Actually, I wish Sean would check his facts. It wasn't Paul Willcocks who broke the story - although he did report on it. It was the BCGEU who issued a press release (http://www.bcgeu.ca/Campbell_governments_subsidies_for_private_liquor_stores) that provided the information on the discount.

Actually, the BCGEU web site has an entire page on liquor store privatization (http://www.bcgeu.ca/Privatization/Liquor_stores) that puts the lie to the notion that the private sector is cheaper and more efficient.

There is a link to a couple Consumers Association of Canada studies which show that private liquor stores in BC are charging up to 30% more than public stores for the same product, while providing a more limited selection.

BTW, just the facts, since I cannot get an answer from anyone else, I will ask you. Do you think the present pricing of liquor in BC and Canada, relative to Washington State, is appropriate? What public policy purpose is being served?

And what is the BCGEU's position on the issue of price levels? No, not the differential between the Government and private stores, that question is trivial and irrelevant. I mean the real and significant difference in the prices as between our Government stores and the prevailing price levels in Washington State.

Budd, I'm a newby in following this website, but I have noticed and read your comments both here and elsewhere. This last thought I'm having some problems with I fear. The Liberals giveaway of market share and then additional subsidy of the private liquor industry has very little to do with the tax differences (and price differences) between here and a US State. The real question is why have the Liberals chosen to provide private liquour stores with an open market and now additional subsidies in the first place.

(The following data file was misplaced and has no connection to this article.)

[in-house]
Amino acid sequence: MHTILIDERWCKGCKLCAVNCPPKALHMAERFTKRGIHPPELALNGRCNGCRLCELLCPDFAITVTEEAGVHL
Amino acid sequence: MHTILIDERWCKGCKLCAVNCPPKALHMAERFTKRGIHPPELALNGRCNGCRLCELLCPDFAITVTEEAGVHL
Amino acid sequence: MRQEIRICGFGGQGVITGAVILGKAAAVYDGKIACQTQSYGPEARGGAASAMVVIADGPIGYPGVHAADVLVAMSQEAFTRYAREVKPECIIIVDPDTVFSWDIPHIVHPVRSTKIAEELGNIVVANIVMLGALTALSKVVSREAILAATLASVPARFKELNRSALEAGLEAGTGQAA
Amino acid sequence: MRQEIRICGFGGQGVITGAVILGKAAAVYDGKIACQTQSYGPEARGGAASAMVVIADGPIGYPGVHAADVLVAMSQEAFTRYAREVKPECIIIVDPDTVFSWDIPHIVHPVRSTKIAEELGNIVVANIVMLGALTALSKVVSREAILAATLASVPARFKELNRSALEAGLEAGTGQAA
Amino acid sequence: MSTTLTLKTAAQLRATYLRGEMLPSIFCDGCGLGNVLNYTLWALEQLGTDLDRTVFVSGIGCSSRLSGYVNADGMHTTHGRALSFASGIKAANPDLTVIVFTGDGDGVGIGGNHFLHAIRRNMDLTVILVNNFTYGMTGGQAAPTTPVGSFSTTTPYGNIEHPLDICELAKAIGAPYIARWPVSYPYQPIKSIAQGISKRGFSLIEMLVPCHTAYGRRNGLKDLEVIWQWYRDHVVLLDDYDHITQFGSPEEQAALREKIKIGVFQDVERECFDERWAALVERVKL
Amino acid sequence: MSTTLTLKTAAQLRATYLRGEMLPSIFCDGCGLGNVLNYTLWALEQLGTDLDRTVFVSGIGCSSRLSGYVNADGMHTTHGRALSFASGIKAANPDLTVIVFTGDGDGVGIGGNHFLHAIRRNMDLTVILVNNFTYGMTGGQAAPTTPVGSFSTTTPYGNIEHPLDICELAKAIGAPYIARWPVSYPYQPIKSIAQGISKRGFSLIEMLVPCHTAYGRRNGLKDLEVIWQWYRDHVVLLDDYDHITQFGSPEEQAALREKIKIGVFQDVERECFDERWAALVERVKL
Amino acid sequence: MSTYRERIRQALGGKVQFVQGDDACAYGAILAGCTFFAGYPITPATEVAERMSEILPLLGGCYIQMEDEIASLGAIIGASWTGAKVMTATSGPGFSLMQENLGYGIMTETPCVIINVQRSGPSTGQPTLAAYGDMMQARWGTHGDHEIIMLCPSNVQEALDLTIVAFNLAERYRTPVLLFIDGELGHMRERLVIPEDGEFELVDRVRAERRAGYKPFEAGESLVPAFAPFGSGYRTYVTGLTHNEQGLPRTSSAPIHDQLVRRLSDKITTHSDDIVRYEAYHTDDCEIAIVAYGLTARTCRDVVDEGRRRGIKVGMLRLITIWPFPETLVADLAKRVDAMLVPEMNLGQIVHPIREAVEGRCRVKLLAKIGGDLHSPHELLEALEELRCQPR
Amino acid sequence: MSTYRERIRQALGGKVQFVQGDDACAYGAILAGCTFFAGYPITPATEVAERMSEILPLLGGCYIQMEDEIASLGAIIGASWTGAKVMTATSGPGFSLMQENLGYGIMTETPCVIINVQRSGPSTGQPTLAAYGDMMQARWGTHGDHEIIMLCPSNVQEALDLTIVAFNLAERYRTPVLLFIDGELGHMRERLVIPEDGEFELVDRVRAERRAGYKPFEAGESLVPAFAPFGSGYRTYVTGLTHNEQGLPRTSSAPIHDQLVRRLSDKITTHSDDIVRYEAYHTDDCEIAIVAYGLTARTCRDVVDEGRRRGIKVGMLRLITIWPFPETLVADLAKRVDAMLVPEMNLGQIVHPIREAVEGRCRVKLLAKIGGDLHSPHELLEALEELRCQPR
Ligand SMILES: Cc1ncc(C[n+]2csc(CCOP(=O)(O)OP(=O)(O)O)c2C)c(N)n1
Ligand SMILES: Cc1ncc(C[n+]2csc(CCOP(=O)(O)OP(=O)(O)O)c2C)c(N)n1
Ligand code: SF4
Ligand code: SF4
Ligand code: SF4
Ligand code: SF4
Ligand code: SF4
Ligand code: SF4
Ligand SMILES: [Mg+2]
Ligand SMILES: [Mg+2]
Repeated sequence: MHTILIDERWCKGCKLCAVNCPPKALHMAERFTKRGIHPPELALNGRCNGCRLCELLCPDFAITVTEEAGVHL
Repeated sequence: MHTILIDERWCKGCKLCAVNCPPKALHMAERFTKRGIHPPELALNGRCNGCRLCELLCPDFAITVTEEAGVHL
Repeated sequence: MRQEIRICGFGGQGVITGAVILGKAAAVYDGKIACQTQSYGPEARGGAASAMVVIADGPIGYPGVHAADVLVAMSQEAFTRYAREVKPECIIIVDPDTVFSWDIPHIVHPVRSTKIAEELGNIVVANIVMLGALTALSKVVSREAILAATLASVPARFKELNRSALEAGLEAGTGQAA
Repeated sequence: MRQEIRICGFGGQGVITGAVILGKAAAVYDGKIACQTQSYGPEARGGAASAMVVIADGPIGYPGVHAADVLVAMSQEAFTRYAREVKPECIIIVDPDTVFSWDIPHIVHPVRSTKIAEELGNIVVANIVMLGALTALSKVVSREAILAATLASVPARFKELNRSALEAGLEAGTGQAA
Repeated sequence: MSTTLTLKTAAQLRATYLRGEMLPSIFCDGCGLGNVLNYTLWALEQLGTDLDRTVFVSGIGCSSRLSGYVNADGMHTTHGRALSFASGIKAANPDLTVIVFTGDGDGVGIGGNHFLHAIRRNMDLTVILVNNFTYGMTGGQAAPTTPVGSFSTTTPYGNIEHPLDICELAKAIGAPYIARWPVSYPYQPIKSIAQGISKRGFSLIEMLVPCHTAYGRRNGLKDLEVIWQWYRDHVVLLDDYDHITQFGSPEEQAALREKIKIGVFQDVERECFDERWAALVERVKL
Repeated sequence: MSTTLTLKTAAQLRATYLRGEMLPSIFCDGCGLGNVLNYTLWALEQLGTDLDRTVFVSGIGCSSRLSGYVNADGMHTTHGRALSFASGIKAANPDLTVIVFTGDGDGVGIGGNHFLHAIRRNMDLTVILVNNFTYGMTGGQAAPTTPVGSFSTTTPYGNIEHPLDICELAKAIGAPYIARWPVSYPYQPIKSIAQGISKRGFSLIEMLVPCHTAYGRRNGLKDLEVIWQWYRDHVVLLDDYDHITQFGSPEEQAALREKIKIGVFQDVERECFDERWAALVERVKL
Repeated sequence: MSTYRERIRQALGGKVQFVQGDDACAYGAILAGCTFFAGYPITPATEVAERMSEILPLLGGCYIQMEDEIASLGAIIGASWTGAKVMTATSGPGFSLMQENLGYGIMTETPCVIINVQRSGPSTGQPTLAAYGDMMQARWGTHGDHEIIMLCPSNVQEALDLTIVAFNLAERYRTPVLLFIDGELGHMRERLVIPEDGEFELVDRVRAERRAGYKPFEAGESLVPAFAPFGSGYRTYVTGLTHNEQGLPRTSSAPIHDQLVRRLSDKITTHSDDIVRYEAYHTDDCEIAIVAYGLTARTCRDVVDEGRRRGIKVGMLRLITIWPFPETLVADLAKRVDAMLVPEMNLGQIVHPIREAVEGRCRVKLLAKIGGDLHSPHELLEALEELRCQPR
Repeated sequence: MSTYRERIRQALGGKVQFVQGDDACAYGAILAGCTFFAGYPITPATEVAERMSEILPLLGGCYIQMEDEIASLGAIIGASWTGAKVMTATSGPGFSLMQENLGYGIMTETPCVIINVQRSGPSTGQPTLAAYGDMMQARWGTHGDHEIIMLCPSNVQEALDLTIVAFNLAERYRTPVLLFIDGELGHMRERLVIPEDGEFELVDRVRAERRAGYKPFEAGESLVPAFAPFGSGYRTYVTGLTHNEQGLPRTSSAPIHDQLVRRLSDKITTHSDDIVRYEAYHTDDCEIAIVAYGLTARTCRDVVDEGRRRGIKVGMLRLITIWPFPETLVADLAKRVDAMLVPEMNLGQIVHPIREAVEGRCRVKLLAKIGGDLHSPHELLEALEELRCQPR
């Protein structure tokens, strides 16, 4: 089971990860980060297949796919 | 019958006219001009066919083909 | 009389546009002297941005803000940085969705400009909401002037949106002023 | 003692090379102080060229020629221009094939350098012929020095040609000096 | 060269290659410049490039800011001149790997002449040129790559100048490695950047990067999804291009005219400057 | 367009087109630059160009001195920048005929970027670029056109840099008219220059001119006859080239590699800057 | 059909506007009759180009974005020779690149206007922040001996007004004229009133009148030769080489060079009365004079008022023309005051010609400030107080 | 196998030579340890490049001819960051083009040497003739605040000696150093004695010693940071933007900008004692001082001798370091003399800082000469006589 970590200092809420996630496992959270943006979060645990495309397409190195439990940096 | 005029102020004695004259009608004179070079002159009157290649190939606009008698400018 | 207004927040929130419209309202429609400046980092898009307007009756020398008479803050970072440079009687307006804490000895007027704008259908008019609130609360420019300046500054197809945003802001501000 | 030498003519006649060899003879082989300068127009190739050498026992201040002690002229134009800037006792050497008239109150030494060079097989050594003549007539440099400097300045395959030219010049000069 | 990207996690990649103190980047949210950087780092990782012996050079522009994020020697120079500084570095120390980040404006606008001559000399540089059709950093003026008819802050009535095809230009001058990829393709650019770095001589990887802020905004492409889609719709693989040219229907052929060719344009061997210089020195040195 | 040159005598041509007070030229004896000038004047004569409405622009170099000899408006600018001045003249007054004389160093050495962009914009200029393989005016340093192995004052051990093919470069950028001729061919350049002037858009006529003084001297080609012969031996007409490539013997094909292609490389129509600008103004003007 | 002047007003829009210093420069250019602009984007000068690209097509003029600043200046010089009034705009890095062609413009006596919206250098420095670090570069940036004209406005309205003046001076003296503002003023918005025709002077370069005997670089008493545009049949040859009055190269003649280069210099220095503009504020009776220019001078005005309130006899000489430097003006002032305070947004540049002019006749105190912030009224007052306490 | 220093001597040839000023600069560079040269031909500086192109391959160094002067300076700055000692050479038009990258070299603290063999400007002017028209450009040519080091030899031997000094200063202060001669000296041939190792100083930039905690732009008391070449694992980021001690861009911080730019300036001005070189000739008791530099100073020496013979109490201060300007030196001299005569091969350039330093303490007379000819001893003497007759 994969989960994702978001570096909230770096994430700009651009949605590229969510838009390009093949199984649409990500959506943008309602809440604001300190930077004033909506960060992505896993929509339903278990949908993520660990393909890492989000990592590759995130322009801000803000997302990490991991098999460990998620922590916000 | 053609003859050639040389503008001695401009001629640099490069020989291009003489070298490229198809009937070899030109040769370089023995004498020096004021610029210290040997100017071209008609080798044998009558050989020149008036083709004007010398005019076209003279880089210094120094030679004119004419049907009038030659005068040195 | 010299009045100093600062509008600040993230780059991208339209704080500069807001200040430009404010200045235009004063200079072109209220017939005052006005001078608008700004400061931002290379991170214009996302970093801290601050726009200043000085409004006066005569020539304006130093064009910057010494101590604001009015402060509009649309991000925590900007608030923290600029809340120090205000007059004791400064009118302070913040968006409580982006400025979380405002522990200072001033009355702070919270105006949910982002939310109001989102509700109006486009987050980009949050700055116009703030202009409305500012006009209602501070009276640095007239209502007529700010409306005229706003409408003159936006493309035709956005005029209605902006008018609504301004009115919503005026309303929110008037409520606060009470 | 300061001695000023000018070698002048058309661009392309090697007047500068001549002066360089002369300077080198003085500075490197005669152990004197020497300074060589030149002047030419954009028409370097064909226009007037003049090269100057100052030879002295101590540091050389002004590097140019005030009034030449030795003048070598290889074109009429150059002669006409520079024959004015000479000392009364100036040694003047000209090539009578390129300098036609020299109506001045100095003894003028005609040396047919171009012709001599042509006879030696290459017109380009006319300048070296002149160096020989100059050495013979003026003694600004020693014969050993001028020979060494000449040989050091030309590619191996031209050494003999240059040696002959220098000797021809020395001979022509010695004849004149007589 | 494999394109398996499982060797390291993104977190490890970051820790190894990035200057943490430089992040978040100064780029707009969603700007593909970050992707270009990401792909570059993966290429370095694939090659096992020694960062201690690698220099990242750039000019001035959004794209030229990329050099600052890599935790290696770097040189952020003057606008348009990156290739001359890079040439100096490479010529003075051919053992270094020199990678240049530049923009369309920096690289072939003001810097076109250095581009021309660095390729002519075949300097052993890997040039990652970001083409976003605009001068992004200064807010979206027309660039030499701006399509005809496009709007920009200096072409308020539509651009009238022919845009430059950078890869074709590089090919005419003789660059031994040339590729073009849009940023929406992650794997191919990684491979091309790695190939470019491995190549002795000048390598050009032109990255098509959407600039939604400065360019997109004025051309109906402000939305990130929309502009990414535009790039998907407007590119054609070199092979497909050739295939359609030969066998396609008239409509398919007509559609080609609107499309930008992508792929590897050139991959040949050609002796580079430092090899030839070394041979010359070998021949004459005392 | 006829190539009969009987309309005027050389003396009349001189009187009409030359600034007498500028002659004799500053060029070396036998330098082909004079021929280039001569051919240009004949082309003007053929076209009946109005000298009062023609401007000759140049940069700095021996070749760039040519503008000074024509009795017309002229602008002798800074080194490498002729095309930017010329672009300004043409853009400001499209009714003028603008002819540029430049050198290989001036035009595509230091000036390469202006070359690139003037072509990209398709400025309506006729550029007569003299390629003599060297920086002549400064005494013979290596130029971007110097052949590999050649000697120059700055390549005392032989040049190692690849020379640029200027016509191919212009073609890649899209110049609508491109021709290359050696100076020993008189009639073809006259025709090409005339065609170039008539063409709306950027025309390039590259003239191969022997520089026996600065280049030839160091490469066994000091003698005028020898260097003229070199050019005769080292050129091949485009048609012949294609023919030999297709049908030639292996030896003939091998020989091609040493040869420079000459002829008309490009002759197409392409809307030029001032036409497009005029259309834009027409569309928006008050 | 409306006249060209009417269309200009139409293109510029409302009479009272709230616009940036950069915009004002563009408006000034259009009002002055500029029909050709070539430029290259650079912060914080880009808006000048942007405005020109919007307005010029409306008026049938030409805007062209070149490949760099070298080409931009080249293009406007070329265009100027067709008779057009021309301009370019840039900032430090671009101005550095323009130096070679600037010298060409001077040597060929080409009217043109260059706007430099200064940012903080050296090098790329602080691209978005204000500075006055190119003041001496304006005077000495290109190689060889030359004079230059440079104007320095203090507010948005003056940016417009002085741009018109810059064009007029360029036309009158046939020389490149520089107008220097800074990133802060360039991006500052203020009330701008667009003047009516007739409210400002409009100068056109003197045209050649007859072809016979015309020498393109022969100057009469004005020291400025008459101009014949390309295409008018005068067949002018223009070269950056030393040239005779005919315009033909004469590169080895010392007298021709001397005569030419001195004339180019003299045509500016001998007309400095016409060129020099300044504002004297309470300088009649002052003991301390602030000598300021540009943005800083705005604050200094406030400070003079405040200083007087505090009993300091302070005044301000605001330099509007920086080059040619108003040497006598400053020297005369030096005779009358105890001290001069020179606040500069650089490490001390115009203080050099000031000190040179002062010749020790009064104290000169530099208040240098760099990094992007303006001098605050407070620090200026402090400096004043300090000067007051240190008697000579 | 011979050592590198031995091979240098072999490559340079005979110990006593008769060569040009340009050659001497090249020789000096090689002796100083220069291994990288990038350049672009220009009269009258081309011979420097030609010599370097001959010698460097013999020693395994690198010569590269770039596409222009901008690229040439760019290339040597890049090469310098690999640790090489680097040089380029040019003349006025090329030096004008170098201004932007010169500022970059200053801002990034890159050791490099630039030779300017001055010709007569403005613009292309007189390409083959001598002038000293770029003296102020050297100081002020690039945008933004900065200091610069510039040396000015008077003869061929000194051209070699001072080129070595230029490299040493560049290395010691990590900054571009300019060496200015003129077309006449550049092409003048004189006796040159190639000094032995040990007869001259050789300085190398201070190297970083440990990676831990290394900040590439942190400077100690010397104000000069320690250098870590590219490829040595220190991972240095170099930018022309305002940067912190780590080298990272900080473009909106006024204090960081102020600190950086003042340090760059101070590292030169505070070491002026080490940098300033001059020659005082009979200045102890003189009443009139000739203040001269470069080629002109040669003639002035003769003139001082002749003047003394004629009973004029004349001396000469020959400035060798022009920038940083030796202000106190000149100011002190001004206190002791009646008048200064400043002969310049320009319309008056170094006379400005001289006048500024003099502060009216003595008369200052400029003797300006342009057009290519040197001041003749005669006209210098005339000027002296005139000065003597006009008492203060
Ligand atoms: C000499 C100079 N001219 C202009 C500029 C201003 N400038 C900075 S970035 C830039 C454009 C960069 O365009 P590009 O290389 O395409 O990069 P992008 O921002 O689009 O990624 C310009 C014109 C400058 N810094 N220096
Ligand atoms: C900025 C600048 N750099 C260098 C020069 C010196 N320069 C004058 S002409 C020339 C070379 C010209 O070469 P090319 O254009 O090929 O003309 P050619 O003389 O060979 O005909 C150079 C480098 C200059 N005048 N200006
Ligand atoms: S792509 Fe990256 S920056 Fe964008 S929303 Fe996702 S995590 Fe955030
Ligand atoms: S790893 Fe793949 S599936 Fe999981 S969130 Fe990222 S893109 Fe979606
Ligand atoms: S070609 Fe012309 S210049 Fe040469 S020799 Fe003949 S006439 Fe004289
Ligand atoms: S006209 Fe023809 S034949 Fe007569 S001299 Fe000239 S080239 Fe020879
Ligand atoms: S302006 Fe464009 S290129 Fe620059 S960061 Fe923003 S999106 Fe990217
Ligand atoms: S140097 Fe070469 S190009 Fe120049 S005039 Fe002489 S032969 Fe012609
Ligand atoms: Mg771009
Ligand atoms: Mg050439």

I would say this. Liquor is a big source of provincial revenue and far too little of this money goes back into addressing the problems it creates. Loosening regulation by increasing access through private distribution benefits only the private investors when the cost of consumption has never been adequately addressed.

Sorry Just the Facts, but you're wrong and Sean is accurate.
The column was up on my website and out to the papers which used it a day before the BCGEU release.
I expect we were both alerted to the change at the same time, by a press release from one of the liquor retailing companies celebrating the good news for their investors.
Not that it's a race.

Budd,